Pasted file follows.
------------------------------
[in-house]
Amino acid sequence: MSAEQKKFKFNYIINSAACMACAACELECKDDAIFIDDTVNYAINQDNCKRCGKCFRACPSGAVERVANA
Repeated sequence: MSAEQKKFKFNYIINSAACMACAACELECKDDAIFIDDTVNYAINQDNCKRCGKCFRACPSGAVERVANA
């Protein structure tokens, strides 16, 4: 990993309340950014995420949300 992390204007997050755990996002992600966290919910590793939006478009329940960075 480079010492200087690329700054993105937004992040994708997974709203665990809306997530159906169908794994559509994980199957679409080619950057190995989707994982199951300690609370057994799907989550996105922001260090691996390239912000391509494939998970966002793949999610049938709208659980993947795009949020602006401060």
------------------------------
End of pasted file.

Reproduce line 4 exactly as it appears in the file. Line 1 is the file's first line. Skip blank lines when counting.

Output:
């Protein structure tokens, strides 16, 4: 990993309340950014995420949300 992390204007997050755990996002992600966290919910590793939006478009329940960075 480079010492200087690329700054993105937004992040994708997974709203665990809306997530159906169908794994559509994980199957679409080619950057190995989707994982199951300690609370057994799907989550996105922001260090691996390239912000391509494939998970966002793949999610049938709208659980993947795009949020602006401060």